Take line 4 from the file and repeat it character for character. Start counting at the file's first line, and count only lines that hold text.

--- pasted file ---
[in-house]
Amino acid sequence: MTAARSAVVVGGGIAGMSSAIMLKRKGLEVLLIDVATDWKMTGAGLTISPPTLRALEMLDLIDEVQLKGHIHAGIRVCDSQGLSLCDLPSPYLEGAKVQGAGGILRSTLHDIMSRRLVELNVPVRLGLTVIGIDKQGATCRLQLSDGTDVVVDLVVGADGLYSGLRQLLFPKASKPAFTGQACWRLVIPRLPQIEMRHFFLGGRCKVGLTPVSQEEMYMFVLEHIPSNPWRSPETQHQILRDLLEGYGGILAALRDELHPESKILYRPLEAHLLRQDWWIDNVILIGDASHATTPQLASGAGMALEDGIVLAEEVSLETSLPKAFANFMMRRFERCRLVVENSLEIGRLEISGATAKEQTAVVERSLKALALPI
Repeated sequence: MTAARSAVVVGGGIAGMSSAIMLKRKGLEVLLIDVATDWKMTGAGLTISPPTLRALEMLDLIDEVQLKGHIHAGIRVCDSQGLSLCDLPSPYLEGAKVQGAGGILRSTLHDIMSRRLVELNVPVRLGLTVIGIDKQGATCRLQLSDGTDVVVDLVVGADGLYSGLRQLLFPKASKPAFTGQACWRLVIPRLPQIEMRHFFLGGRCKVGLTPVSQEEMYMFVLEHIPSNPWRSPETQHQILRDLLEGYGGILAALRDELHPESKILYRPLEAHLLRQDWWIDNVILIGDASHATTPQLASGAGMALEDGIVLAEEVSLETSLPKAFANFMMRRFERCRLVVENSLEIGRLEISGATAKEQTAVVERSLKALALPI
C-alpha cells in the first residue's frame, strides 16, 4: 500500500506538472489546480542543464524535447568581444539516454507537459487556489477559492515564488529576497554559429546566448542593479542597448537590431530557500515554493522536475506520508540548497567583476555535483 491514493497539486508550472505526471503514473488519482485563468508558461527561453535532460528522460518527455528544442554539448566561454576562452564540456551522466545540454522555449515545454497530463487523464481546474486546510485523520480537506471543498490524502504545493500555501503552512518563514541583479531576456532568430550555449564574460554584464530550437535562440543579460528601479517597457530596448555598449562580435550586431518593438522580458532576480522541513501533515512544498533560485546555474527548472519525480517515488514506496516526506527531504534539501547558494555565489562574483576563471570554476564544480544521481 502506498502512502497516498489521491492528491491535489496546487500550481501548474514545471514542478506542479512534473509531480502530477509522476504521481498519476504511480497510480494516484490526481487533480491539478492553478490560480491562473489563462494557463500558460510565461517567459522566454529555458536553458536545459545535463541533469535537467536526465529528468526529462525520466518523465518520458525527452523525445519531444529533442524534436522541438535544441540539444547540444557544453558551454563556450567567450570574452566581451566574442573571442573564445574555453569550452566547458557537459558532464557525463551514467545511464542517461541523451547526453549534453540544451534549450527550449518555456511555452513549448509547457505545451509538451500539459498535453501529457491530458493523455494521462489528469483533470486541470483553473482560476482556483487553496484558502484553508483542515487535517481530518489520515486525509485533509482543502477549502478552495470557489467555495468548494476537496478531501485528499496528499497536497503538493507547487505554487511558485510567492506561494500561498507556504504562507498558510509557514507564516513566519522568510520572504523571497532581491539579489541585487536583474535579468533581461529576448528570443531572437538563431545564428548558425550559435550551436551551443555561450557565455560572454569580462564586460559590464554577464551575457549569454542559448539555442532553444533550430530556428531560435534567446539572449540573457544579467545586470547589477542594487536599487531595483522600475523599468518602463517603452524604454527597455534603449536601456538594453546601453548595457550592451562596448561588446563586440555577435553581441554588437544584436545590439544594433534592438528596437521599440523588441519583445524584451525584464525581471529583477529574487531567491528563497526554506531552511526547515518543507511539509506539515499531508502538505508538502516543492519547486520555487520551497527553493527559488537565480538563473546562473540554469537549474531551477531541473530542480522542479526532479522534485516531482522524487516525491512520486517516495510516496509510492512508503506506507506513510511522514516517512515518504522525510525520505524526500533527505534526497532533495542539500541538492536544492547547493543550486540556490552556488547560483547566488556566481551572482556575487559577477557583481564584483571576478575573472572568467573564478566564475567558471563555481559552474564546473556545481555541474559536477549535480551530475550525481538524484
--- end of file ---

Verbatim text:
C-alpha cells in the first residue's frame, strides 16, 4: 500500500506538472489546480542543464524535447568581444539516454507537459487556489477559492515564488529576497554559429546566448542593479542597448537590431530557500515554493522536475506520508540548497567583476555535483 491514493497539486508550472505526471503514473488519482485563468508558461527561453535532460528522460518527455528544442554539448566561454576562452564540456551522466545540454522555449515545454497530463487523464481546474486546510485523520480537506471543498490524502504545493500555501503552512518563514541583479531576456532568430550555449564574460554584464530550437535562440543579460528601479517597457530596448555598449562580435550586431518593438522580458532576480522541513501533515512544498533560485546555474527548472519525480517515488514506496516526506527531504534539501547558494555565489562574483576563471570554476564544480544521481 502506498502512502497516498489521491492528491491535489496546487500550481501548474514545471514542478506542479512534473509531480502530477509522476504521481498519476504511480497510480494516484490526481487533480491539478492553478490560480491562473489563462494557463500558460510565461517567459522566454529555458536553458536545459545535463541533469535537467536526465529528468526529462525520466518523465518520458525527452523525445519531444529533442524534436522541438535544441540539444547540444557544453558551454563556450567567450570574452566581451566574442573571442573564445574555453569550452566547458557537459558532464557525463551514467545511464542517461541523451547526453549534453540544451534549450527550449518555456511555452513549448509547457505545451509538451500539459498535453501529457491530458493523455494521462489528469483533470486541470483553473482560476482556483487553496484558502484553508483542515487535517481530518489520515486525509485533509482543502477549502478552495470557489467555495468548494476537496478531501485528499496528499497536497503538493507547487505554487511558485510567492506561494500561498507556504504562507498558510509557514507564516513566519522568510520572504523571497532581491539579489541585487536583474535579468533581461529576448528570443531572437538563431545564428548558425550559435550551436551551443555561450557565455560572454569580462564586460559590464554577464551575457549569454542559448539555442532553444533550430530556428531560435534567446539572449540573457544579467545586470547589477542594487536599487531595483522600475523599468518602463517603452524604454527597455534603449536601456538594453546601453548595457550592451562596448561588446563586440555577435553581441554588437544584436545590439544594433534592438528596437521599440523588441519583445524584451525584464525581471529583477529574487531567491528563497526554506531552511526547515518543507511539509506539515499531508502538505508538502516543492519547486520555487520551497527553493527559488537565480538563473546562473540554469537549474531551477531541473530542480522542479526532479522534485516531482522524487516525491512520486517516495510516496509510492512508503506506507506513510511522514516517512515518504522525510525520505524526500533527505534526497532533495542539500541538492536544492547547493543550486540556490552556488547560483547566488556566481551572482556575487559577477557583481564584483571576478575573472572568467573564478566564475567558471563555481559552474564546473556545481555541474559536477549535480551530475550525481538524484